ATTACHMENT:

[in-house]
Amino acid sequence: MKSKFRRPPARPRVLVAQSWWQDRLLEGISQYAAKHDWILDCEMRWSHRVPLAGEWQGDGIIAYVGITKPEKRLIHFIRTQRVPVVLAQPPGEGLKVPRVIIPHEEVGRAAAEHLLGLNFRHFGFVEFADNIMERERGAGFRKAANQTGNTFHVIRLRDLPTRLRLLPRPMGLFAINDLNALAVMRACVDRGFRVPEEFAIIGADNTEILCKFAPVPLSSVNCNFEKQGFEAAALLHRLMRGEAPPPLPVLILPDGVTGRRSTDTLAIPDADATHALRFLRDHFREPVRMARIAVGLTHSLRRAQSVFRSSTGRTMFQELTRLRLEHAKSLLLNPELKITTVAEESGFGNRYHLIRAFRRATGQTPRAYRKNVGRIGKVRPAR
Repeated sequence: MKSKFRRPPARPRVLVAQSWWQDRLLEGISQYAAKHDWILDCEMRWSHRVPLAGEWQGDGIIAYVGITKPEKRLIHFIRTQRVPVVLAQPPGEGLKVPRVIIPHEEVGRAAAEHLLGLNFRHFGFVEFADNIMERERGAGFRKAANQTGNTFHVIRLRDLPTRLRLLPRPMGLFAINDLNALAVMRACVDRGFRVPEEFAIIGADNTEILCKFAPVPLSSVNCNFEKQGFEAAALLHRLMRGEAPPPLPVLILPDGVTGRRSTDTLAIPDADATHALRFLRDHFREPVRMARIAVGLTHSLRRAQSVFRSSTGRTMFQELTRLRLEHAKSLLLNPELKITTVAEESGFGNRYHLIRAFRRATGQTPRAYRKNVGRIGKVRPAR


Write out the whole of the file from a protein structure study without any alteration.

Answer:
[in-house]
Amino acid sequence: MKSKFRRPPARPRVLVAQSWWQDRLLEGISQYAAKHDWILDCEMRWSHRVPLAGEWQGDGIIAYVGITKPEKRLIHFIRTQRVPVVLAQPPGEGLKVPRVIIPHEEVGRAAAEHLLGLNFRHFGFVEFADNIMERERGAGFRKAANQTGNTFHVIRLRDLPTRLRLLPRPMGLFAINDLNALAVMRACVDRGFRVPEEFAIIGADNTEILCKFAPVPLSSVNCNFEKQGFEAAALLHRLMRGEAPPPLPVLILPDGVTGRRSTDTLAIPDADATHALRFLRDHFREPVRMARIAVGLTHSLRRAQSVFRSSTGRTMFQELTRLRLEHAKSLLLNPELKITTVAEESGFGNRYHLIRAFRRATGQTPRAYRKNVGRIGKVRPAR
Repeated sequence: MKSKFRRPPARPRVLVAQSWWQDRLLEGISQYAAKHDWILDCEMRWSHRVPLAGEWQGDGIIAYVGITKPEKRLIHFIRTQRVPVVLAQPPGEGLKVPRVIIPHEEVGRAAAEHLLGLNFRHFGFVEFADNIMERERGAGFRKAANQTGNTFHVIRLRDLPTRLRLLPRPMGLFAINDLNALAVMRACVDRGFRVPEEFAIIGADNTEILCKFAPVPLSSVNCNFEKQGFEAAALLHRLMRGEAPPPLPVLILPDGVTGRRSTDTLAIPDADATHALRFLRDHFREPVRMARIAVGLTHSLRRAQSVFRSSTGRTMFQELTRLRLEHAKSLLLNPELKITTVAEESGFGNRYHLIRAFRRATGQTPRAYRKNVGRIGKVRPAR